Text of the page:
After its “dead dog” scandal in the Midlands region of the Palmetto State, the agency is going to need it …
According to multiple local media reports, SCDOT is in crisis mode after two of its workers in Calhoun County were captured on video stringing up a deceased dog and transporting the expired animal with it dangling from a hoist on the side of their vehicle.
The incident, which was graphically documented on social media, occurred Monday at around 3:00 p.m. EDT on Highway 21 near Sandy Run, S.C. – an unincorporated community located just off of Interstate 26 a few miles south of the capital city of Columbia.
“This is how DOT decided to take someone’s dog that had been hit down the road,” a Facebook post from local resident Rebecca A. Bonnette
noted. “My friend is so upset and her children saw the dog hanging from the truck. They told my friend that they were going to throw it in the ‘forest.’”
SCDOT is reviewing the situation that occurred in Calhoun County on Monday involving the removal of a dead animal from the road. SCDOT’s policy prohibits its workers from transporting an animal carcass hanging from the hoist of the truck. The hoist is to be used to place the carcass in the bed of the truck. SCDOT apologizes to the public for the failure of the crew to follow procedure. Disciplinary action may result when the review is completed.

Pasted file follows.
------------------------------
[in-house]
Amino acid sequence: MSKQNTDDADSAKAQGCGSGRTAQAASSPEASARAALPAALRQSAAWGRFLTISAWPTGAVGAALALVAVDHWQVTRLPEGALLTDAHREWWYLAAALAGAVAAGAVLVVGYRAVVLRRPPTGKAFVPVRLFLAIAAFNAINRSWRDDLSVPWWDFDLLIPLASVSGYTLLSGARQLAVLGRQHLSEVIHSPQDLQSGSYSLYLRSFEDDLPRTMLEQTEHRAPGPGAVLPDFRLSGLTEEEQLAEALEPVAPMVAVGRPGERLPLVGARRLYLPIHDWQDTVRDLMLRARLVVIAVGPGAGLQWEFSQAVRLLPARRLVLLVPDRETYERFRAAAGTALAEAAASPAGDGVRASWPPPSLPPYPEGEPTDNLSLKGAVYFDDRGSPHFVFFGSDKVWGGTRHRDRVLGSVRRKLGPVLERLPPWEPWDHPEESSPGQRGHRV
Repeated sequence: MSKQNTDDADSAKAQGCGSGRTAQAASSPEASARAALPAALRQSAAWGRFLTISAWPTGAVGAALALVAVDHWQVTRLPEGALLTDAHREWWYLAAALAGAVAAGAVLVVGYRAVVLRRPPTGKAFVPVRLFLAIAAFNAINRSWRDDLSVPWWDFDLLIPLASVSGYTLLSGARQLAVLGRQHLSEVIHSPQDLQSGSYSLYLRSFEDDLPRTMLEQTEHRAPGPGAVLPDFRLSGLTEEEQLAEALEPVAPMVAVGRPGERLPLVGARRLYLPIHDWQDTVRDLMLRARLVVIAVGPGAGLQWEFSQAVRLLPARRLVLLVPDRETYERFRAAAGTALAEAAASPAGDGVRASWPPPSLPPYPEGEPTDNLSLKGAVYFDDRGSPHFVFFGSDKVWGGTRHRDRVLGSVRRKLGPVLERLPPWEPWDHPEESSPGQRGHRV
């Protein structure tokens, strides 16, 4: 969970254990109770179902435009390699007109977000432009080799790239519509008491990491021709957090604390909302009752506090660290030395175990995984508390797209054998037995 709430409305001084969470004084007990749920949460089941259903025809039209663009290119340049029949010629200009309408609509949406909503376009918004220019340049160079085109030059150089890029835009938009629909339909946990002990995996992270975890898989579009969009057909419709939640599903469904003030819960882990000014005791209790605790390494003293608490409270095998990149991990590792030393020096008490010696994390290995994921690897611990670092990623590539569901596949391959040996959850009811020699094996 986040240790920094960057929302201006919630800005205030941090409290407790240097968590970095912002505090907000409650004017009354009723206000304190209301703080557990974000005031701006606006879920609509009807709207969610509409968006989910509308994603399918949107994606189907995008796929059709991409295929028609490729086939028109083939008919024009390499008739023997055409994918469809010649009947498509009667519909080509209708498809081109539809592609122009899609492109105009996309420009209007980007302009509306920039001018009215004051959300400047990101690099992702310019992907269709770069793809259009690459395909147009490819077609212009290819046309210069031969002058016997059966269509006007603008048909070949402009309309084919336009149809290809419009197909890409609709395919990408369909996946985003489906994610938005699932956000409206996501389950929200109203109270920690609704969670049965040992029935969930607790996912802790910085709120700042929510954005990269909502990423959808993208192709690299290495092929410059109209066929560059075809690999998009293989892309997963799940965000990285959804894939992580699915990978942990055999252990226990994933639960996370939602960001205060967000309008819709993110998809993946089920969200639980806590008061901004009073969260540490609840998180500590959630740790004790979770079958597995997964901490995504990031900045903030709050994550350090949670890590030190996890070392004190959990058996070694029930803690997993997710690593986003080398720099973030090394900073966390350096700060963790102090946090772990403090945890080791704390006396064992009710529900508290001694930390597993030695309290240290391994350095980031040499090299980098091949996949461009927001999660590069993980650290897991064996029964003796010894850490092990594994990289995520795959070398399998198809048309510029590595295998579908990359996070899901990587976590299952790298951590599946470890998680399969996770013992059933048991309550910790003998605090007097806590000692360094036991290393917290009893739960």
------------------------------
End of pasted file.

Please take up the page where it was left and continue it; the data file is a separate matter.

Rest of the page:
That response did little to mute public outrage …
“No damn compassion in this world anymore,” Samantha Greene of Ellijay, Georgia wrote on Facebook. “Didn’t they even think that maybe a child would see its pet like that?”
Indeed … this story is bad. But when you imagine your pet strung up on the side of a government truck, it becomes positively awful.
To be clear: We don’t fault SCDOT management on this one. The agency’s policy calls for animal carcasses to be removed from the roadway, placed inside the vehicle’s truck bed and disposed of in nearby wooded areas.
Which makes sense …
Had these workers simply followed protocol, there would not have been an issue.
SCDOT’s dead dog scandal comes at a difficult time for domesticated animals in the Palmetto State.
“Shelters all over South Carolina are facing a critical problem,” Laura Pugliese of WRDW TV 12 (CBS – Augusta, Georgia) reported earlier this month. “Not enough people are adopting and shelters are way over capacity.”
Pugliese’s report noted that shelter operators are doing everything they can to save as many animals as possible, but that they “haven’t seen this trend in years, especially during the holiday season.”
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